– “Jordan: the Comeback” was your most intricate work, one that spans the largest number of musical styles while maintaining a unity and a definite musical identity.

That record was born of my need to mix more types of sound, so the listener is flooded with a continuous and multiform flow of different styles all chained together with each other. It’s mixes mainstream genres with my own personality as a composer. All of this contributed to the completion of a record that was as colourful as possible, but at the same time animated by a dramatic tension. That’s why I worked hard on the structure to create a definite effect.

– Just now you talked about your attempt to look for a different path for “Jordan..” following your work in America with Dolby. What did you mean exactly?

I can tell you that when we were working on “From Langley Park To Memphis” in Los Angeles, Thomas told me that the record should have been called “Death And Elvis”, considering the recurring themes it has. Perhaps because it’s dominated by a religious impulse… Not in the sense of “I believe in God”, but from the point of view of a search, an analysis of the themes of internalisation and faith.

And what does Elvis have to do with it?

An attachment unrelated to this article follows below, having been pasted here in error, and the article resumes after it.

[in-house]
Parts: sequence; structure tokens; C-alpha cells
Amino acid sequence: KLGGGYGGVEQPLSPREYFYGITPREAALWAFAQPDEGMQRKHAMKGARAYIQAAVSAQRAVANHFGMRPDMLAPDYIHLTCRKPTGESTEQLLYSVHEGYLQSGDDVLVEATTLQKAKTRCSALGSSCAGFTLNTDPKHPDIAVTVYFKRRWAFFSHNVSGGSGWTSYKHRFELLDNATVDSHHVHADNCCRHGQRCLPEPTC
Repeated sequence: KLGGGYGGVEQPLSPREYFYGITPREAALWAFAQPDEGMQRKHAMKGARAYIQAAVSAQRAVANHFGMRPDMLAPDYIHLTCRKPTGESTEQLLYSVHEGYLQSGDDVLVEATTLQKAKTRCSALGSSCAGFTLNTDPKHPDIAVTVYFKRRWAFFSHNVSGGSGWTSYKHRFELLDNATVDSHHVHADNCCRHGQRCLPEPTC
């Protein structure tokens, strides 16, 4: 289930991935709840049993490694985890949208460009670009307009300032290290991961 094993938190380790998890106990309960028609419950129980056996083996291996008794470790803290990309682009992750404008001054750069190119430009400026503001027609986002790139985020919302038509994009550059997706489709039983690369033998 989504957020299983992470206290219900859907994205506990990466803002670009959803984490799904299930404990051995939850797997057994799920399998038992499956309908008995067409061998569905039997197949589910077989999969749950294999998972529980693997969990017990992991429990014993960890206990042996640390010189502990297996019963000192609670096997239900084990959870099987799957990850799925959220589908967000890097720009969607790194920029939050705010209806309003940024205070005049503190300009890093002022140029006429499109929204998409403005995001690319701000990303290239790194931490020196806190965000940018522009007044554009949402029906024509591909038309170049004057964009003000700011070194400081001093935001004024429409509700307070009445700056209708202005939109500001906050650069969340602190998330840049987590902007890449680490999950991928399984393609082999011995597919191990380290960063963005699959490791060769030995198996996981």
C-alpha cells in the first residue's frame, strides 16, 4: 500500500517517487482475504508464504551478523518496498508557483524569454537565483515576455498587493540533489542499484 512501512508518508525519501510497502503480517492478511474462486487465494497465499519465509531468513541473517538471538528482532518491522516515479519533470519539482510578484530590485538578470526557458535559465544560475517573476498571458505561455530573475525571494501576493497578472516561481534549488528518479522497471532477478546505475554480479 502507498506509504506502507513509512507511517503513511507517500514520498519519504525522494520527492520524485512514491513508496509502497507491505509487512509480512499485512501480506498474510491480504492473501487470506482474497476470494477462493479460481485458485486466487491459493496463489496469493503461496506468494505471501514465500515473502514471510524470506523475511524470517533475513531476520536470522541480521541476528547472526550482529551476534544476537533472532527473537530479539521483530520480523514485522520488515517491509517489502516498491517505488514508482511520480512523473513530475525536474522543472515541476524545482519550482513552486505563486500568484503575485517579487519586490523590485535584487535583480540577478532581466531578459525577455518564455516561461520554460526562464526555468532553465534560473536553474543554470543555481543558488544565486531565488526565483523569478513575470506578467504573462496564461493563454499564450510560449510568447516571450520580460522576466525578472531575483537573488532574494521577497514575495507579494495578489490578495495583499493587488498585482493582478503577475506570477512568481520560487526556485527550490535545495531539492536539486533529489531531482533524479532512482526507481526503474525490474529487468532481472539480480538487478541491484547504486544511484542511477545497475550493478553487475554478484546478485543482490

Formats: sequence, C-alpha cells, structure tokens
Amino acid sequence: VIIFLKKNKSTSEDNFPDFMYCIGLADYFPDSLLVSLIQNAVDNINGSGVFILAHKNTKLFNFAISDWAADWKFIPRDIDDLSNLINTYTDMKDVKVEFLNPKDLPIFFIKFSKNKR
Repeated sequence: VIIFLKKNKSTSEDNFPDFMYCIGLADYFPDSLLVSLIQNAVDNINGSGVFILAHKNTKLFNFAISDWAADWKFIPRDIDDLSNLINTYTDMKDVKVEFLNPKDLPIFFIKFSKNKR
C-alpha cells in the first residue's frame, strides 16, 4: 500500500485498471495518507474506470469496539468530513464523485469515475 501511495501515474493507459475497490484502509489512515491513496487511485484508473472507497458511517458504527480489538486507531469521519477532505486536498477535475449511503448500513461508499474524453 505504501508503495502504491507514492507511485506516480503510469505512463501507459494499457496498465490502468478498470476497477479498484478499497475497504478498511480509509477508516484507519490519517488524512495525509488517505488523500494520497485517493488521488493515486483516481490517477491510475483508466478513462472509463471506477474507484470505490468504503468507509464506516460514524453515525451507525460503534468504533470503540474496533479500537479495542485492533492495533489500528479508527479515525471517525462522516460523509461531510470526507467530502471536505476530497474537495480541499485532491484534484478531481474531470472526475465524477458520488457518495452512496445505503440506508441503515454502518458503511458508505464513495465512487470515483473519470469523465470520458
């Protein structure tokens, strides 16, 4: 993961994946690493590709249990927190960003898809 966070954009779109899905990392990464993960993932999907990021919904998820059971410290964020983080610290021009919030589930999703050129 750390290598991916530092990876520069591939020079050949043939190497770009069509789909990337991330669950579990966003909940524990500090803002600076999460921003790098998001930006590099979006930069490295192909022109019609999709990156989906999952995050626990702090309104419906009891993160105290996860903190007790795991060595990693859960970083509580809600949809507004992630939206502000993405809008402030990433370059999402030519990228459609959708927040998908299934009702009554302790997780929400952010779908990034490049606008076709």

He comes in becaues of the feel of some of those pieces, with the idea that they can trigger feelings of familiarity in people, you know, the kind of feeling you would never want to change which builds up over the years just like a feeling of eternity. A nostalgic positivity tied to the figure of Elvis and his songs.

– I get the impression that you have an extremely serious relationship with your lyrics…?

Do you mean I take myself too seriously? You see, I believe deeply in what I write but I make no claims to believing it’s true. Take for example “Paris Smith”: in that song I speak to a hypothetical child telling her not to repeat my mistakes. It’s not a life lesson, but a reflection I turn onto myself, an attempt to exorcise my fears for the future. I’m not sure she didn’t tall into the same mistakes, and my obsessions haven’t completely vanished.

– In the same way, it doesn’t seem to me you’re interested in the current tastes of people who buy music…?